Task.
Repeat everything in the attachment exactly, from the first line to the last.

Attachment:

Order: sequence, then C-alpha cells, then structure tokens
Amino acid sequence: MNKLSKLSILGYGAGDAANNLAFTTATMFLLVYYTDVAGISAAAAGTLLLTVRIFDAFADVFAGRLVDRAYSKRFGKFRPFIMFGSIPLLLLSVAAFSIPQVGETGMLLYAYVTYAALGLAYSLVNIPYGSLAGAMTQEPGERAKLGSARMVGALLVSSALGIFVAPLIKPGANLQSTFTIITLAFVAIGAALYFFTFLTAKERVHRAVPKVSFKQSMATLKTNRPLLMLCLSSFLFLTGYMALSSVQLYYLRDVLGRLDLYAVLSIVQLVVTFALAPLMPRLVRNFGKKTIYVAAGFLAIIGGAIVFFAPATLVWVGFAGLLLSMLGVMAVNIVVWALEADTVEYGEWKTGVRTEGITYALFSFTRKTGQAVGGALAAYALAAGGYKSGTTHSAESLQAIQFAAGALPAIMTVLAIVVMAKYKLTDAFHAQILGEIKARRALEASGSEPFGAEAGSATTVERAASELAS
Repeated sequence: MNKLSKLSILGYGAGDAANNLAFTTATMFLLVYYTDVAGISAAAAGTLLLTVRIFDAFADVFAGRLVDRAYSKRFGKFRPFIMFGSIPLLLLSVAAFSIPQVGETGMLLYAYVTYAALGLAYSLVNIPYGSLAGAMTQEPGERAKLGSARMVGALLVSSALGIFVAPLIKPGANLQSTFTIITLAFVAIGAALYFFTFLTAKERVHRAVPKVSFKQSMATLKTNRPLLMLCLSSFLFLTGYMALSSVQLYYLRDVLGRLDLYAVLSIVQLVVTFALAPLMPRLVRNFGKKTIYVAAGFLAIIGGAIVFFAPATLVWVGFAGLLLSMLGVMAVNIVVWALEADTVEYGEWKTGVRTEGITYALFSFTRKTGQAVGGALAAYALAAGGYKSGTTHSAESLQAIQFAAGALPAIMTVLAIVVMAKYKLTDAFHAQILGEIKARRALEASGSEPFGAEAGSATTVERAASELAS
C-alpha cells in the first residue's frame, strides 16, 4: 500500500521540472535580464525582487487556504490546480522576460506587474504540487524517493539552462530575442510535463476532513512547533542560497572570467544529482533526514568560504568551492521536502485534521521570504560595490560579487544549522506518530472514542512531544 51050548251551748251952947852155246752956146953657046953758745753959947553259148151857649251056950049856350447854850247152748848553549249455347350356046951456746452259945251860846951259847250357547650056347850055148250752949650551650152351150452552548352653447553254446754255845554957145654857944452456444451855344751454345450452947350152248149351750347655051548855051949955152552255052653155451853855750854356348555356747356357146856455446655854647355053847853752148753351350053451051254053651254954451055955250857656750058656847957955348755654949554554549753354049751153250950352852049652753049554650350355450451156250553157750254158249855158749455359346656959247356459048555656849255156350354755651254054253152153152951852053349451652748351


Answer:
Order: sequence, then C-alpha cells, then structure tokens
Amino acid sequence: MNKLSKLSILGYGAGDAANNLAFTTATMFLLVYYTDVAGISAAAAGTLLLTVRIFDAFADVFAGRLVDRAYSKRFGKFRPFIMFGSIPLLLLSVAAFSIPQVGETGMLLYAYVTYAALGLAYSLVNIPYGSLAGAMTQEPGERAKLGSARMVGALLVSSALGIFVAPLIKPGANLQSTFTIITLAFVAIGAALYFFTFLTAKERVHRAVPKVSFKQSMATLKTNRPLLMLCLSSFLFLTGYMALSSVQLYYLRDVLGRLDLYAVLSIVQLVVTFALAPLMPRLVRNFGKKTIYVAAGFLAIIGGAIVFFAPATLVWVGFAGLLLSMLGVMAVNIVVWALEADTVEYGEWKTGVRTEGITYALFSFTRKTGQAVGGALAAYALAAGGYKSGTTHSAESLQAIQFAAGALPAIMTVLAIVVMAKYKLTDAFHAQILGEIKARRALEASGSEPFGAEAGSATTVERAASELAS
Repeated sequence: MNKLSKLSILGYGAGDAANNLAFTTATMFLLVYYTDVAGISAAAAGTLLLTVRIFDAFADVFAGRLVDRAYSKRFGKFRPFIMFGSIPLLLLSVAAFSIPQVGETGMLLYAYVTYAALGLAYSLVNIPYGSLAGAMTQEPGERAKLGSARMVGALLVSSALGIFVAPLIKPGANLQSTFTIITLAFVAIGAALYFFTFLTAKERVHRAVPKVSFKQSMATLKTNRPLLMLCLSSFLFLTGYMALSSVQLYYLRDVLGRLDLYAVLSIVQLVVTFALAPLMPRLVRNFGKKTIYVAAGFLAIIGGAIVFFAPATLVWVGFAGLLLSMLGVMAVNIVVWALEADTVEYGEWKTGVRTEGITYALFSFTRKTGQAVGGALAAYALAAGGYKSGTTHSAESLQAIQFAAGALPAIMTVLAIVVMAKYKLTDAFHAQILGEIKARRALEASGSEPFGAEAGSATTVERAASELAS
C-alpha cells in the first residue's frame, strides 16, 4: 500500500521540472535580464525582487487556504490546480522576460506587474504540487524517493539552462530575442510535463476532513512547533542560497572570467544529482533526514568560504568551492521536502485534521521570504560595490560579487544549522506518530472514542512531544 51050548251551748251952947852155246752956146953657046953758745753959947553259148151857649251056950049856350447854850247152748848553549249455347350356046951456746452259945251860846951259847250357547650056347850055148250752949650551650152351150452552548352653447553254446754255845554957145654857944452456444451855344751454345450452947350152248149351750347655051548855051949955152552255052653155451853855750854356348555356747356357146856455446655854647355053847853752148753351350053451051254053651254954451055955250857656750058656847957955348755654949554554549753354049751153250950352852049652753049554650350355450451156250553157750254158249855158749455359346656959247356459048555656849255156350354755651254054253152153152951852053349451652748351